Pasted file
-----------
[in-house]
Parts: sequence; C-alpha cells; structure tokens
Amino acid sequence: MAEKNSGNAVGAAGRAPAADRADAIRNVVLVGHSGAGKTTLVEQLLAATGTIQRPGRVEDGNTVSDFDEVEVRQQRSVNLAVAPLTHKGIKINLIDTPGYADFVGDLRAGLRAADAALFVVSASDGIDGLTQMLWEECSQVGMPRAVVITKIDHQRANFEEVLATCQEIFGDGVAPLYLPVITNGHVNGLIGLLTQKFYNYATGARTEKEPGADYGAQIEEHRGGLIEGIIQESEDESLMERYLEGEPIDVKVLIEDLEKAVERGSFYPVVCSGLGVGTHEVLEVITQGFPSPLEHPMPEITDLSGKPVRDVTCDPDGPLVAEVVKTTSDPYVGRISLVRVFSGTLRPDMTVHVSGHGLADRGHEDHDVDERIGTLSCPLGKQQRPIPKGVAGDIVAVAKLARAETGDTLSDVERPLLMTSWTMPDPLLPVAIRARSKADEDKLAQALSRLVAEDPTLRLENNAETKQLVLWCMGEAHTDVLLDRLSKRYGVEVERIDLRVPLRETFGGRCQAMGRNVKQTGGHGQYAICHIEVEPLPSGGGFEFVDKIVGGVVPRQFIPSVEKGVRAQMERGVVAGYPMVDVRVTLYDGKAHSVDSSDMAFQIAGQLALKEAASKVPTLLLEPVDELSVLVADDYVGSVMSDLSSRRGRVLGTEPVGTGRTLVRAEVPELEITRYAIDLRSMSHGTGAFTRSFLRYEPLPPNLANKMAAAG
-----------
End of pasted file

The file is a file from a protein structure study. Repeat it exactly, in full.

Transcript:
[in-house]
Parts: sequence; C-alpha cells; structure tokens
Amino acid sequence: MAEKNSGNAVGAAGRAPAADRADAIRNVVLVGHSGAGKTTLVEQLLAATGTIQRPGRVEDGNTVSDFDEVEVRQQRSVNLAVAPLTHKGIKINLIDTPGYADFVGDLRAGLRAADAALFVVSASDGIDGLTQMLWEECSQVGMPRAVVITKIDHQRANFEEVLATCQEIFGDGVAPLYLPVITNGHVNGLIGLLTQKFYNYATGARTEKEPGADYGAQIEEHRGGLIEGIIQESEDESLMERYLEGEPIDVKVLIEDLEKAVERGSFYPVVCSGLGVGTHEVLEVITQGFPSPLEHPMPEITDLSGKPVRDVTCDPDGPLVAEVVKTTSDPYVGRISLVRVFSGTLRPDMTVHVSGHGLADRGHEDHDVDERIGTLSCPLGKQQRPIPKGVAGDIVAVAKLARAETGDTLSDVERPLLMTSWTMPDPLLPVAIRARSKADEDKLAQALSRLVAEDPTLRLENNAETKQLVLWCMGEAHTDVLLDRLSKRYGVEVERIDLRVPLRETFGGRCQAMGRNVKQTGGHGQYAICHIEVEPLPSGGGFEFVDKIVGGVVPRQFIPSVEKGVRAQMERGVVAGYPMVDVRVTLYDGKAHSVDSSDMAFQIAGQLALKEAASKVPTLLLEPVDELSVLVADDYVGSVMSDLSSRRGRVLGTEPVGTGRTLVRAEVPELEITRYAIDLRSMSHGTGAFTRSFLRYEPLPPNLANKMAAAG